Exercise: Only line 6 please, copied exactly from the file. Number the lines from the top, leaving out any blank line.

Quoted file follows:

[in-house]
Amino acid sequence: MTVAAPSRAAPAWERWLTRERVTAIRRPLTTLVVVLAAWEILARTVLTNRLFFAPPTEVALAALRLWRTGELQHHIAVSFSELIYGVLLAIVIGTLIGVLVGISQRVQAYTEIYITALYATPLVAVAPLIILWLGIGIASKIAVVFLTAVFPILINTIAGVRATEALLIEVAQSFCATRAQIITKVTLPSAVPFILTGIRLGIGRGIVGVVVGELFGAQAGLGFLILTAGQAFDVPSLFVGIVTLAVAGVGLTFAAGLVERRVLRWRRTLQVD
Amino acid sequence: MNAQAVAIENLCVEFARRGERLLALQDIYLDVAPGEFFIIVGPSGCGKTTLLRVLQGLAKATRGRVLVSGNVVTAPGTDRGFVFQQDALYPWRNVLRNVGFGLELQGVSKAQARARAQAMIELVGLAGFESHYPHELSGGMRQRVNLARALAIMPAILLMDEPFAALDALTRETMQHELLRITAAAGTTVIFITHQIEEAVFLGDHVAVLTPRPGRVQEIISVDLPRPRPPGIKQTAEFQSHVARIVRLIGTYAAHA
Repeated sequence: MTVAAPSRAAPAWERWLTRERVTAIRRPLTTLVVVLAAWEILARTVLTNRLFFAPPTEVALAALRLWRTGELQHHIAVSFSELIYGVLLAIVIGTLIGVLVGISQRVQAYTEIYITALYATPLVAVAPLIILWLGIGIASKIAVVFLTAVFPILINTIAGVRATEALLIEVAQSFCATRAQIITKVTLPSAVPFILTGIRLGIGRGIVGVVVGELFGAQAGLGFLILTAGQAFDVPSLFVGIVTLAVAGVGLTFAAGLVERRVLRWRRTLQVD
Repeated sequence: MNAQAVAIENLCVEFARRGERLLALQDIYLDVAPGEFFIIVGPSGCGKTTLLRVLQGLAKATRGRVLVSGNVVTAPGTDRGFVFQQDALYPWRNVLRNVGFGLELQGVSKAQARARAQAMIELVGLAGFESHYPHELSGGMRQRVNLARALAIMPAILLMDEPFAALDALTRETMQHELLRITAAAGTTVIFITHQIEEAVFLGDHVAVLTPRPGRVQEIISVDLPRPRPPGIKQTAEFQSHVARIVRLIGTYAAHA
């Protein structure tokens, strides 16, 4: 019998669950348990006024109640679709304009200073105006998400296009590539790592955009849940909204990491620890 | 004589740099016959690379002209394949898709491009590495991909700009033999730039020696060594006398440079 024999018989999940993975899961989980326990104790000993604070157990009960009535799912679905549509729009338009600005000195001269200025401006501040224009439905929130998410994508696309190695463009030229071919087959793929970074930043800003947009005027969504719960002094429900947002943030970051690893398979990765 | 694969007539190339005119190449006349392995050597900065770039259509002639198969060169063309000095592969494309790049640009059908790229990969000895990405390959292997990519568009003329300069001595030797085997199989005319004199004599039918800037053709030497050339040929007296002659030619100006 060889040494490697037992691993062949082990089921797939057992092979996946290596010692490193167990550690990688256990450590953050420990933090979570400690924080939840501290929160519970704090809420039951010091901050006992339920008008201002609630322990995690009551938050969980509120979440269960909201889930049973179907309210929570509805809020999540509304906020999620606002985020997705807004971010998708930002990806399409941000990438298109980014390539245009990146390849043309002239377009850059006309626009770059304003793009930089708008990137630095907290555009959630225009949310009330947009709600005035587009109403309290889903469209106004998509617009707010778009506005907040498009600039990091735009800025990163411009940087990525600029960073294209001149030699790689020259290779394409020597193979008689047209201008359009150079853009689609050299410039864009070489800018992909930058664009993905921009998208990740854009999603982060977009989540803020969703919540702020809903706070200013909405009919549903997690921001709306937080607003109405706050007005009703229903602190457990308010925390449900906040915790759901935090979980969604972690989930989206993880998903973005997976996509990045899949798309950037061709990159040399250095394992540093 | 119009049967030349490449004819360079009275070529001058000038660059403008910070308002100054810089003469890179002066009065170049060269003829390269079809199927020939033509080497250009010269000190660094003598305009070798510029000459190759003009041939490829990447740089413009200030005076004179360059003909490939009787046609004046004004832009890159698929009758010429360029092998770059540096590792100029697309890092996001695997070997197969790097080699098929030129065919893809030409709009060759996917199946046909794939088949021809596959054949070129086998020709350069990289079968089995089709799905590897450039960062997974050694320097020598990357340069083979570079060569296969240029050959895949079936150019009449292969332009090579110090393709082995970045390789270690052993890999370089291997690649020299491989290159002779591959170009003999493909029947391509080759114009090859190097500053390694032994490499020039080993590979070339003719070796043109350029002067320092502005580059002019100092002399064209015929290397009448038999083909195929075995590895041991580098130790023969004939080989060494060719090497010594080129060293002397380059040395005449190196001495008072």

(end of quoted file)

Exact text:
């Protein structure tokens, strides 16, 4: 019998669950348990006024109640679709304009200073105006998400296009590539790592955009849940909204990491620890 | 004589740099016959690379002209394949898709491009590495991909700009033999730039020696060594006398440079 024999018989999940993975899961989980326990104790000993604070157990009960009535799912679905549509729009338009600005000195001269200025401006501040224009439905929130998410994508696309190695463009030229071919087959793929970074930043800003947009005027969504719960002094429900947002943030970051690893398979990765 | 694969007539190339005119190449006349392995050597900065770039259509002639198969060169063309000095592969494309790049640009059908790229990969000895990405390959292997990519568009003329300069001595030797085997199989005319004199004599039918800037053709030497050339040929007296002659030619100006 060889040494490697037992691993062949082990089921797939057992092979996946290596010692490193167990550690990688256990450590953050420990933090979570400690924080939840501290929160519970704090809420039951010091901050006992339920008008201002609630322990995690009551938050969980509120979440269960909201889930049973179907309210929570509805809020999540509304906020999620606002985020997705807004971010998708930002990806399409941000990438298109980014390539245009990146390849043309002239377009850059006309626009770059304003793009930089708008990137630095907290555009959630225009949310009330947009709600005035587009109403309290889903469209106004998509617009707010778009506005907040498009600039990091735009800025990163411009940087990525600029960073294209001149030699790689020259290779394409020597193979008689047209201008359009150079853009689609050299410039864009070489800018992909930058664009993905921009998208990740854009999603982060977009989540803020969703919540702020809903706070200013909405009919549903997690921001709306937080607003109405706050007005009703229903602190457990308010925390449900906040915790759901935090979980969604972690989930989206993880998903973005997976996509990045899949798309950037061709990159040399250095394992540093 | 119009049967030349490449004819360079009275070529001058000038660059403008910070308002100054810089003469890179002066009065170049060269003829390269079809199927020939033509080497250009010269000190660094003598305009070798510029000459190759003009041939490829990447740089413009200030005076004179360059003909490939009787046609004046004004832009890159698929009758010429360029092998770059540096590792100029697309890092996001695997070997197969790097080699098929030129065919893809030409709009060759996917199946046909794939088949021809596959054949070129086998020709350069990289079968089995089709799905590897450039960062997974050694320097020598990357340069083979570079060569296969240029050959895949079936150019009449292969332009090579110090393709082995970045390789270690052993890999370089291997690649020299491989290159002779591959170009003999493909029947391509080759114009090859190097500053390694032994490499020039080993590979070339003719070796043109350029002067320092502005580059002019100092002399064209015929290397009448038999083909195929075995590895041991580098130790023969004939080989060494060719090497010594080129060293002397380059040395005449190196001495008072």